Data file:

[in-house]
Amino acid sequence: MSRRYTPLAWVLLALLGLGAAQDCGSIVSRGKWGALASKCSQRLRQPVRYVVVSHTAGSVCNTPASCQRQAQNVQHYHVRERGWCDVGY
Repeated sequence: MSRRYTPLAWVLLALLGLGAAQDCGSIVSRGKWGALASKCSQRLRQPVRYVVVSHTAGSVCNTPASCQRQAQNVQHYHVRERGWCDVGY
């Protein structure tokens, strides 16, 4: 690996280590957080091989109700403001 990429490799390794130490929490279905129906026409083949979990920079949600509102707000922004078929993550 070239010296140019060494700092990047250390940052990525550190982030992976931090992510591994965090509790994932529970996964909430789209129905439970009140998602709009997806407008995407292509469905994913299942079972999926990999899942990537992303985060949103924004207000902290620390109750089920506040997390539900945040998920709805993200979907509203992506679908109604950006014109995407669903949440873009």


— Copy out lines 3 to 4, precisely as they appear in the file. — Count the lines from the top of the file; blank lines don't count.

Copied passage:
Repeated sequence: MSRRYTPLAWVLLALLGLGAAQDCGSIVSRGKWGALASKCSQRLRQPVRYVVVSHTAGSVCNTPASCQRQAQNVQHYHVRERGWCDVGY
């Protein structure tokens, strides 16, 4: 690996280590957080091989109700403001 990429490799390794130490929490279905129906026409083949979990920079949600509102707000922004078929993550 070239010296140019060494700092990047250390940052990525550190982030992976931090992510591994965090509790994932529970996964909430789209129905439970009140998602709009997806407008995407292509469905994913299942079972999926990999899942990537992303985060949103924004207000902290620390109750089920506040997390539900945040998920709805993200979907509203992506679908109604950006014109995407669903949440873009």